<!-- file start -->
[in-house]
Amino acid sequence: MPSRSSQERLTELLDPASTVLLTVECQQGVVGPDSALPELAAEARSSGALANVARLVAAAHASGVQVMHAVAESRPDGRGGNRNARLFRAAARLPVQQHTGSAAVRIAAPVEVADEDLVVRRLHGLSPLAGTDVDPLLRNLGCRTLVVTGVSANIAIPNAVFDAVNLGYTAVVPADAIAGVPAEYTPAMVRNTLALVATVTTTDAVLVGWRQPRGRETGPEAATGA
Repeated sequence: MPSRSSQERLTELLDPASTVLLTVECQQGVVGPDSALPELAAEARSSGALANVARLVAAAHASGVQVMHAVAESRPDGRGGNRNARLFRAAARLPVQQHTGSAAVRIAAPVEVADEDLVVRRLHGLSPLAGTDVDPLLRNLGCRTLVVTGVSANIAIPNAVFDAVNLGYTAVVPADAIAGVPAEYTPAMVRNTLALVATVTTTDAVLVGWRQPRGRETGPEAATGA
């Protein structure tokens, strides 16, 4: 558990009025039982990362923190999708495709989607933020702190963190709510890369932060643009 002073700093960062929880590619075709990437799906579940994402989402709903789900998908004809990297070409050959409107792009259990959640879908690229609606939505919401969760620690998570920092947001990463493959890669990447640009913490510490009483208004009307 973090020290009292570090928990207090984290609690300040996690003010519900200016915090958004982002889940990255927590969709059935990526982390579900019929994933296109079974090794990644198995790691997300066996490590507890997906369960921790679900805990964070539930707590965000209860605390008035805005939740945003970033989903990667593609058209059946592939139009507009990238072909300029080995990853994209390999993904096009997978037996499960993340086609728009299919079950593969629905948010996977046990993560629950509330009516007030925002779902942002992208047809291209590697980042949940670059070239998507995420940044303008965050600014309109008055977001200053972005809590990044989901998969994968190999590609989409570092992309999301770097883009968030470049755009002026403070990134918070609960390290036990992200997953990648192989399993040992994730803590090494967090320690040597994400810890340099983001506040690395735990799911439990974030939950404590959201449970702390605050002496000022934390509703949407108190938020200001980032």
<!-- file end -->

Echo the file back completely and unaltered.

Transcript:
[in-house]
Amino acid sequence: MPSRSSQERLTELLDPASTVLLTVECQQGVVGPDSALPELAAEARSSGALANVARLVAAAHASGVQVMHAVAESRPDGRGGNRNARLFRAAARLPVQQHTGSAAVRIAAPVEVADEDLVVRRLHGLSPLAGTDVDPLLRNLGCRTLVVTGVSANIAIPNAVFDAVNLGYTAVVPADAIAGVPAEYTPAMVRNTLALVATVTTTDAVLVGWRQPRGRETGPEAATGA
Repeated sequence: MPSRSSQERLTELLDPASTVLLTVECQQGVVGPDSALPELAAEARSSGALANVARLVAAAHASGVQVMHAVAESRPDGRGGNRNARLFRAAARLPVQQHTGSAAVRIAAPVEVADEDLVVRRLHGLSPLAGTDVDPLLRNLGCRTLVVTGVSANIAIPNAVFDAVNLGYTAVVPADAIAGVPAEYTPAMVRNTLALVATVTTTDAVLVGWRQPRGRETGPEAATGA
């Protein structure tokens, strides 16, 4: 558990009025039982990362923190999708495709989607933020702190963190709510890369932060643009 002073700093960062929880590619075709990437799906579940994402989402709903789900998908004809990297070409050959409107792009259990959640879908690229609606939505919401969760620690998570920092947001990463493959890669990447640009913490510490009483208004009307 973090020290009292570090928990207090984290609690300040996690003010519900200016915090958004982002889940990255927590969709059935990526982390579900019929994933296109079974090794990644198995790691997300066996490590507890997906369960921790679900805990964070539930707590965000209860605390008035805005939740945003970033989903990667593609058209059946592939139009507009990238072909300029080995990853994209390999993904096009997978037996499960993340086609728009299919079950593969629905948010996977046990993560629950509330009516007030925002779902942002992208047809291209590697980042949940670059070239998507995420940044303008965050600014309109008055977001200053972005809590990044989901998969994968190999590609989409570092992309999301770097883009968030470049755009002026403070990134918070609960390290036990992200997953990648192989399993040992994730803590090494967090320690040597994400810890340099983001506040690395735990799911439990974030939950404590959201449970702390605050002496000022934390509703949407108190938020200001980032």